Members of a coyote family use their voices to let each other know where they are, to coordinate hunting, to find each other after they’ve been off hunting separately, and to let other coyote families know that their territory is taken. Calls include a bark, a yip, a lone howl, a group howl, and a group yip howl. If you listen carefully on a moonlit night in an area where coyotes are common, you might hear one of the most magical sounds of Minnesota’s outdoors: coyotes yipping and howling in unison as they regroup at the end of a hunt.
FUN FACT: Coyotes have the best sense of hearing of all wild dogs. They use sound to find food.
Red Fox (Vulpes vulpes)
With its pointy, upturned nose, furry white bib, and fluffy, white-tipped tail, the red fox could win the cute contest among Minnesota’s wild dogs. Smaller than a wolf or coyote, an adult red fox weighs in at around 10 pounds—about as much as a Shih Tzu—and stands just over a foot tall.
Like coyotes, red foxes live throughout much of Minnesota. In fact, they are found in more places around the world than any other carnivore. They prefer spending time in open areas rather than in thick forests.
Red foxes mainly are active in the evening and at night. During the daytime, they hang out in burrows or piles of brush that help them hide from predators such as cougars, lynx, and coyotes.
Red foxes tend to spend their time alone rather than in packs as wolves do. They emerge from their hiding places in the evening to hunt mice, squirrels, snakes, fish, and other small animals, often using their sense of hearing to find their prey. Sometimes they eat berries, seeds, and nuts too.
In March or April, a mother red fox will give birth to three to seven young, called kits. When they are old enough to leave their den, the kits learn to hunt their own food. They stay together as a family until the fall, when they go off to make their own way in the world.
Unlike wolves and coyotes, foxes do not howl. They warn each other of danger by making a coughing sound. Other sounds red foxes make include a bark to inform or alarm, a growl to show aggression, a whine that lets other foxes know they want to connect, and a scream when they are frightened.
Even though “red” is part of their name, red foxes come in a variety of colors. Some are almost black. Others are silvery black. And a variety known as a “cross fox” (top right) is red with dark coloration on its shoulders and back.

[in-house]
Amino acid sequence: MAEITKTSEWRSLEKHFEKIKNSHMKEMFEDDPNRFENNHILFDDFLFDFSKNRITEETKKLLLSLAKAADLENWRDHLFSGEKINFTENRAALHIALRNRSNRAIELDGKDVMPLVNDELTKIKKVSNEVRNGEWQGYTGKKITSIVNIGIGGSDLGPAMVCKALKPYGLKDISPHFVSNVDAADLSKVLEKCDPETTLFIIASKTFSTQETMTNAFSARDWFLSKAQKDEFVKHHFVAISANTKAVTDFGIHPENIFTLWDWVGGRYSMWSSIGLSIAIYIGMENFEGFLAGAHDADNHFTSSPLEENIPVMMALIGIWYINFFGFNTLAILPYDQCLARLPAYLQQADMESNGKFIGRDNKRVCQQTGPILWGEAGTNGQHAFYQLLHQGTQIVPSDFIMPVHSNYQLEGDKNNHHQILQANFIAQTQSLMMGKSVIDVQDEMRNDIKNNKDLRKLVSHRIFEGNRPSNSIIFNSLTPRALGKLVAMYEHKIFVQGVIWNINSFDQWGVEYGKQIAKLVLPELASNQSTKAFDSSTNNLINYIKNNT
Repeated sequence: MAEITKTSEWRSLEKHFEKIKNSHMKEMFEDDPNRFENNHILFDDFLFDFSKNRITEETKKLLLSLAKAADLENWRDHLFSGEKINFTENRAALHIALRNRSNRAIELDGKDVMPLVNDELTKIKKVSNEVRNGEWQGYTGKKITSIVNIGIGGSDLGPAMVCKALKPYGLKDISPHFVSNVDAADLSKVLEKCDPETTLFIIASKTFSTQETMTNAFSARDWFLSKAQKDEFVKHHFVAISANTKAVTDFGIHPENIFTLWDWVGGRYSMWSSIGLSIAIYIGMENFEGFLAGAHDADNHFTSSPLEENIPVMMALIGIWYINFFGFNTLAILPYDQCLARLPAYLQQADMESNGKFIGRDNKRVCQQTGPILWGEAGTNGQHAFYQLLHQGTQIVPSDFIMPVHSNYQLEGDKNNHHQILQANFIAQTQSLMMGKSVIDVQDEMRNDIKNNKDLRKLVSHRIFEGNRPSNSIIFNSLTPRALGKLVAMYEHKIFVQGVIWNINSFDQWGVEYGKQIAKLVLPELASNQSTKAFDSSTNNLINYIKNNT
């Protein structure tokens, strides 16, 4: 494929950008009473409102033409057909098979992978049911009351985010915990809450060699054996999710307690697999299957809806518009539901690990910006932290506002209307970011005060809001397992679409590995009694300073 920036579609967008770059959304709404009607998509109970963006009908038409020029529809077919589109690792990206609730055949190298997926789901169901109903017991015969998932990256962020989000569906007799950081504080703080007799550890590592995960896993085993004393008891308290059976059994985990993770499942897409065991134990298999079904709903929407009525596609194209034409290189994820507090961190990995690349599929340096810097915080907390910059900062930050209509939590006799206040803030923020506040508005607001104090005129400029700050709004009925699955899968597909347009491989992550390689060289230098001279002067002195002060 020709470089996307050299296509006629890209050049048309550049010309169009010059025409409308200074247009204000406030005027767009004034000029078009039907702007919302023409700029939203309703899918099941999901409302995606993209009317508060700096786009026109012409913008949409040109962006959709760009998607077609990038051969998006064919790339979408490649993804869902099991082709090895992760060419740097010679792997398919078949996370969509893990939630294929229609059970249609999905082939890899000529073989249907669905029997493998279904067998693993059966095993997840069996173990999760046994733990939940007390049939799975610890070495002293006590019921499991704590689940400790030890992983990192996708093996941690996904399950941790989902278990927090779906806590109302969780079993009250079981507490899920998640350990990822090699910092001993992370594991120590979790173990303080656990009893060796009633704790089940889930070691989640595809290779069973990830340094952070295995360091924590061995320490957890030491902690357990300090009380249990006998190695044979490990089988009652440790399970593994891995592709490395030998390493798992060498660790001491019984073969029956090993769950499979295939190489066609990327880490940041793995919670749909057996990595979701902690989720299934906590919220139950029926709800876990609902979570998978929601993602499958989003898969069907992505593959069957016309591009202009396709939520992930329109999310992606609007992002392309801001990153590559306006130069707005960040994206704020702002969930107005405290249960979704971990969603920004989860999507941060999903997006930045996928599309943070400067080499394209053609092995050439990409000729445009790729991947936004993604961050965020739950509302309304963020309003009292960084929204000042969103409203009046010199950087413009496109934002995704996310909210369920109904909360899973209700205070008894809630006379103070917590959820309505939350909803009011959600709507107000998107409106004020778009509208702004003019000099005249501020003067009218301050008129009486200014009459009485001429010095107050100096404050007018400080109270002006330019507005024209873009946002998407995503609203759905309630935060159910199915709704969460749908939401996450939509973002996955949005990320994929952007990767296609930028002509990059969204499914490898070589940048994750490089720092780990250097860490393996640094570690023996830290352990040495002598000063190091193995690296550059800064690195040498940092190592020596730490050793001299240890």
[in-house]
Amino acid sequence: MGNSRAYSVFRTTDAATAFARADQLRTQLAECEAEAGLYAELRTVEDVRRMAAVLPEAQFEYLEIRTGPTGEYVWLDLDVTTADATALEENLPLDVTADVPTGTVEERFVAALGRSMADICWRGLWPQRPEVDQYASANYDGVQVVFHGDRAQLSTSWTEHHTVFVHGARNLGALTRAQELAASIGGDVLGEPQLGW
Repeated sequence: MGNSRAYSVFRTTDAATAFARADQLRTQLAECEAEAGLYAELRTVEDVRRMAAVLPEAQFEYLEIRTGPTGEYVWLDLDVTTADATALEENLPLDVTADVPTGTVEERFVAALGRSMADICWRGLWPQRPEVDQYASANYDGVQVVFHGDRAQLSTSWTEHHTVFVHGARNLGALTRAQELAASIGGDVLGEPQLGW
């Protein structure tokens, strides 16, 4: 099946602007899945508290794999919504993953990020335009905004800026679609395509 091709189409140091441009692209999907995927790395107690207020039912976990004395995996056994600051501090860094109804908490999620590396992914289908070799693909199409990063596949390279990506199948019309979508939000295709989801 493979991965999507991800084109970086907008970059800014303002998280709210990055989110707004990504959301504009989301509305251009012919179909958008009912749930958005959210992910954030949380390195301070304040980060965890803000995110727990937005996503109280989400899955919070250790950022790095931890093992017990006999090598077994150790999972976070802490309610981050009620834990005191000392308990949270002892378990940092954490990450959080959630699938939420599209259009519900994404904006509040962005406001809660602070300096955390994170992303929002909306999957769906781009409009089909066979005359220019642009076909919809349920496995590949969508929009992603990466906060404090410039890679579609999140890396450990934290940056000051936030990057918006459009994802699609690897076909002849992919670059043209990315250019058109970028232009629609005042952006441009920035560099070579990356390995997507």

FUN FACT: A red fox sometimes will hide food and come back later to finish its meal.
Gray Fox (Urocyon cinereoargenteus)
It’s hard to imagine a dog climbing trees. But this canine can do just that. Found in forests in western and southern Minnesota, the gray fox will claw its way up a tree trunk to escape predators such as coyotes and bobcats.
Gray foxes tend to be a little smaller than red foxes. Other than that, they look a lot like red foxes except they are (surprise!) mostly gray with orange on their chest, neck, and shoulders instead of orange all around. They also have a black-tipped tail. They mainly hang out by themselves or with other members of their immediate family.
Like other wild members of the dog family, gray foxes give birth to their kits in the spring. The mother fox feeds them milk until they are old enough to eat solid food. Then the father fox teaches them to hunt.
FUN FACT: A gray fox can pull its claws back into its skin similar to the way a cat does.
From Wolf to Dog
If you think your dog looks a lot like a wolf, there’s a reason: The dogs we keep as pets today descended from wild wolves. Scientists think that people and wolves began to befriend each other at least 11,000 years ago, and maybe even as long as 40,000 years ago.
No one knows exactly when, how, or why. Maybe a hunter shared the kill with an injured wolf and nursed it back to health. Maybe a family adopted orphan wolf pups. What do you think? Whenever and wherever it all started, over time people and the ancestors of today’s domesticated dogs began to share food, shelter, and companionship.
These ancient wolf-dogs had many traits that humans found helpful. They were good hunters. They defended their territory. They could travel long distances. They had keen hearing and could sense things using scents too subtle for people to smell.
Over time, humans found different ways to tap wolf-dogs’ special abilities. Some people kept wolf-dogs that were friendly and loyal. Some kept wolf-dogs that could help them track and capture various kinds of prey. Some kept wolf-dogs that could help round up their livestock. Some kept wolf-dogs that could help carry things long distances from one place to another. Different groups of people kept wolf-dogs that best fit their particular needs. Because they kept and bred the wolf-dogs that best met their needs, the wolf-dogs evolved to meet their needs even better. Over thousands of years, these choices led to the 200-some breeds of domestic dogs (Canis lupus familiaris) we have today.
Some pet dogs still look a lot like their wild relatives. Others look very different. But all have many traits that hearken back to their wolf ancestors. Whether it’s barking at strangers, pricking up ears at a sound you can’t hear, following the scent of a rabbit, or peeing on a bush, dogs will be dogs, wild or tame.
FUN FACT: Domestic dogs bark louder than their wild relatives do.